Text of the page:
Make365 - An Essay About Arcade Machines


There are a few things that will completely grab my attention by the face and smother it with its "that's very interesting" bosom. One of those things are arcade machines. They can be old arcade machines where most of the pieces are actually genius pieces of mechanical engineering to the newest pinball machine based on this summer's blockbuster (there's an average of 1-2 new pinball machines made a year). But what is it about the arcade machine actually piques my interest so high? It's not the video game part, contrary to popular belief of friends and colleagues. It's the fact that this box of wires, wood, buttons, and radiation is an eco-system and created to serve one single purpose.

To state it lightly: I'm a fan of games. From tabletop to video games, I'm interested in all of it. It started out as the sheer joy of participating in a game and trying to beat it to the world of game creation (where I'm currently situated now). Arcade games laid a very solid foundation to what we know as compulsion loops, where you just had to put in one more quarter to get to the next part in the game. It's what drives the freemium model today, though the simple "3 more lives" tactic has to be offered in a much more clever way as its thinly veiled attempt for a money grab is overly apparent.

But it's not that part of arcade games that enthralls me, though I can write a completely different essay on why games themselves are also a deep passion of mine. Again, it's what the machine itself represents and what it does. I just felt the urge to say that "hey, I like games" to get it out of the way.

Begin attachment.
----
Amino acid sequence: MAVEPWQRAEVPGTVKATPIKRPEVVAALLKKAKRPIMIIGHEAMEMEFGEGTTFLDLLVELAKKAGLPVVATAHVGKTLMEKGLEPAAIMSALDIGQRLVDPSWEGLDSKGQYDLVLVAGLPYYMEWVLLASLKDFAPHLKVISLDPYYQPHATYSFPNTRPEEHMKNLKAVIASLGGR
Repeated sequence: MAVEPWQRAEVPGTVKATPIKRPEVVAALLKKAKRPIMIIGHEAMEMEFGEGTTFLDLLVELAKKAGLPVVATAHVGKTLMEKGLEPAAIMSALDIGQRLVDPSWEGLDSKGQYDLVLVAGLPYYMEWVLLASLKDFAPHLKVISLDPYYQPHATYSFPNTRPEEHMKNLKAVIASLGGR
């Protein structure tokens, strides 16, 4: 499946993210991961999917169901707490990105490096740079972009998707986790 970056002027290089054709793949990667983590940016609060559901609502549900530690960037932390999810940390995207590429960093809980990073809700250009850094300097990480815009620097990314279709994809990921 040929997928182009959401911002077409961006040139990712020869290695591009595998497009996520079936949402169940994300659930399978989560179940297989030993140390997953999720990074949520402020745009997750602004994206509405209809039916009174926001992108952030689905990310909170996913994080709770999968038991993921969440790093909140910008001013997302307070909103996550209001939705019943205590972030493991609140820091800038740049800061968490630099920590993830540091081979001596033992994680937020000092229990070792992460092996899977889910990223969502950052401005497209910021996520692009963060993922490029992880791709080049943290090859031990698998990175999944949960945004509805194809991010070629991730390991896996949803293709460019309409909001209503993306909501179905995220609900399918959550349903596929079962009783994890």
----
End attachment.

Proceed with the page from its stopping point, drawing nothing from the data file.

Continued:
When I say it's an eco-system I mean that it's an enclosed environment where each mechanism plays a part to the whole, allows the whole the function, and each piece is strictly manufactured to do one thing. From the way the joystick and buttons are laid out to the fact that there is a monitor embedded into the entire wooden box means that an arcade cabinet is only meant to do one thing and that's to allow a player or players to play that one game (I understand that JAMMA exists, but stay with me for a bit). These machines are not meant to serve a game purpose and then double as a television during the night shift. All the pieces can only do the one thing. This giant piece of electric magic and its hulking size are able to present one single piece of entertainment to you. That's what's amazing about it.

It's like buying an entire world. Each piece is special. Each piece is important. Each piece is required to enjoy that one game.

Why this differs from a console is that a console is not something that's both meant to do one thing and completely independent to function on its own. You still need a television to hook it up to. You still need multiple controllers to support other players. Games are made to run on it.

This is probably the same reason why I've always wanted to buy one of those Eco Sphere balls. Everything works together and is meant to serve one purpose.

This is probably also the same reason that I really like the old electronic handheld games from the 80s and before. It's certainly not because of the gameplay. I'm not some nostalgia-prone person who enjoys something simply because it's old and brings back memories. I'm well aware I'm having much more fun on my current gen consoles and games than the same old repetitive 30-second gameplay. These are handheld devices also constructed to do the one single thing, including present it on their low fidelity LCD screens. Each game was its own system! If you don't remember, some of the original d-pads were on the right side because a majority of the people out there were right handed!

Overall it's the wonderment that comes an entire system that can stand on its own as long as all the parts are working together. It's certainly not cost effective, but it's certainly an amazing thing to witness when you think of it from the functional aspect. A single arcade cabinet or pinball machine is a single self-sustaining world with its own seasons, its own timing, and its own breath of life. The only thing it needs is a little bit of electricity and a quarter.